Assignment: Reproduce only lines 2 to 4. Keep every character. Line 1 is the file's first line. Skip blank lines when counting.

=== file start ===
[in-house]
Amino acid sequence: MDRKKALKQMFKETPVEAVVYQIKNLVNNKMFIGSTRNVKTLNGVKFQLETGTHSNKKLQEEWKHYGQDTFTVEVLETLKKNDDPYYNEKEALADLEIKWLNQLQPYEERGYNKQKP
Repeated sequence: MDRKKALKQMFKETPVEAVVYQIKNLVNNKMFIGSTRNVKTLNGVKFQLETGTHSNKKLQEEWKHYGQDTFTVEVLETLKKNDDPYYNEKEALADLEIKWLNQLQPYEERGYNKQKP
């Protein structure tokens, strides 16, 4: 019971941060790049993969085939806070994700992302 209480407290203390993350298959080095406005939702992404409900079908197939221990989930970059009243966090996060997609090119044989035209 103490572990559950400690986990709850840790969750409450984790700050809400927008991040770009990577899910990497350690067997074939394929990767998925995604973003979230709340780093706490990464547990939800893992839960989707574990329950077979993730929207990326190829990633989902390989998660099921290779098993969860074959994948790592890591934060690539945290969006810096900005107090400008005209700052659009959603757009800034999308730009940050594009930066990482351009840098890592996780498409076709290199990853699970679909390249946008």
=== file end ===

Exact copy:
Amino acid sequence: MDRKKALKQMFKETPVEAVVYQIKNLVNNKMFIGSTRNVKTLNGVKFQLETGTHSNKKLQEEWKHYGQDTFTVEVLETLKKNDDPYYNEKEALADLEIKWLNQLQPYEERGYNKQKP
Repeated sequence: MDRKKALKQMFKETPVEAVVYQIKNLVNNKMFIGSTRNVKTLNGVKFQLETGTHSNKKLQEEWKHYGQDTFTVEVLETLKKNDDPYYNEKEALADLEIKWLNQLQPYEERGYNKQKP
């Protein structure tokens, strides 16, 4: 019971941060790049993969085939806070994700992302 209480407290203390993350298959080095406005939702992404409900079908197939221990989930970059009243966090996060997609090119044989035209 103490572990559950400690986990709850840790969750409450984790700050809400927008991040770009990577899910990497350690067997074939394929990767998925995604973003979230709340780093706490990464547990939800893992839960989707574990329950077979993730929207990326190829990633989902390989998660099921290779098993969860074959994948790592890591934060690539945290969006810096900005107090400008005209700052659009959603757009800034999308730009940050594009930066990482351009840098890592996780498409076709290199990853699970679909390249946008």